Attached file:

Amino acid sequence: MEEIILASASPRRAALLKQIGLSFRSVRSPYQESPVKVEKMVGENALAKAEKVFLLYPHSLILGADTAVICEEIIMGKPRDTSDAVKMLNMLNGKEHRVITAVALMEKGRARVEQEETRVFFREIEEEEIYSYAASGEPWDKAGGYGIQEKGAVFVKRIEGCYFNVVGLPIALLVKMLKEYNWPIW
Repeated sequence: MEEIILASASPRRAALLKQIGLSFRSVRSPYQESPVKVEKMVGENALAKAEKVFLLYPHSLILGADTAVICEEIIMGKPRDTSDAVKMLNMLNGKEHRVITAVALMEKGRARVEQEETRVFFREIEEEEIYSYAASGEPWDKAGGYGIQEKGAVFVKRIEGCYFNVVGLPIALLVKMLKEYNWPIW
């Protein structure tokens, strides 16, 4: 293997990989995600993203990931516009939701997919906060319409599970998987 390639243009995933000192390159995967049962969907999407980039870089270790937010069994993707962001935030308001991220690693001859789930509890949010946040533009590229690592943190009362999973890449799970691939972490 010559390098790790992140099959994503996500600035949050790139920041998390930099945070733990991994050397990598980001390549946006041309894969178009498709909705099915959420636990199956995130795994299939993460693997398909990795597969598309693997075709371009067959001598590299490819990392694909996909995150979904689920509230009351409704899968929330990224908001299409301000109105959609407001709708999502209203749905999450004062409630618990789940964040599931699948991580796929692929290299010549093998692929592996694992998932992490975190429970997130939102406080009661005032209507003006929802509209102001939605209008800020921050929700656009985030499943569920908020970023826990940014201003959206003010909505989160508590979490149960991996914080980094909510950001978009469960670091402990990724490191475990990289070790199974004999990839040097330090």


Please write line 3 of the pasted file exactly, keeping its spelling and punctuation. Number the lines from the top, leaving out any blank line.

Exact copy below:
């Protein structure tokens, strides 16, 4: 293997990989995600993203990931516009939701997919906060319409599970998987 390639243009995933000192390159995967049962969907999407980039870089270790937010069994993707962001935030308001991220690693001859789930509890949010946040533009590229690592943190009362999973890449799970691939972490 010559390098790790992140099959994503996500600035949050790139920041998390930099945070733990991994050397990598980001390549946006041309894969178009498709909705099915959420636990199956995130795994299939993460693997398909990795597969598309693997075709371009067959001598590299490819990392694909996909995150979904689920509230009351409704899968929330990224908001299409301000109105959609407001709708999502209203749905999450004062409630618990789940964040599931699948991580796929692929290299010549093998692929592996694992998932992490975190429970997130939102406080009661005032209507003006929802509209102001939605209008800020921050929700656009985030499943569920908020970023826990940014201003959206003010909505989160508590979490149960991996914080980094909510950001978009469960670091402990990724490191475990990289070790199974004999990839040097330090």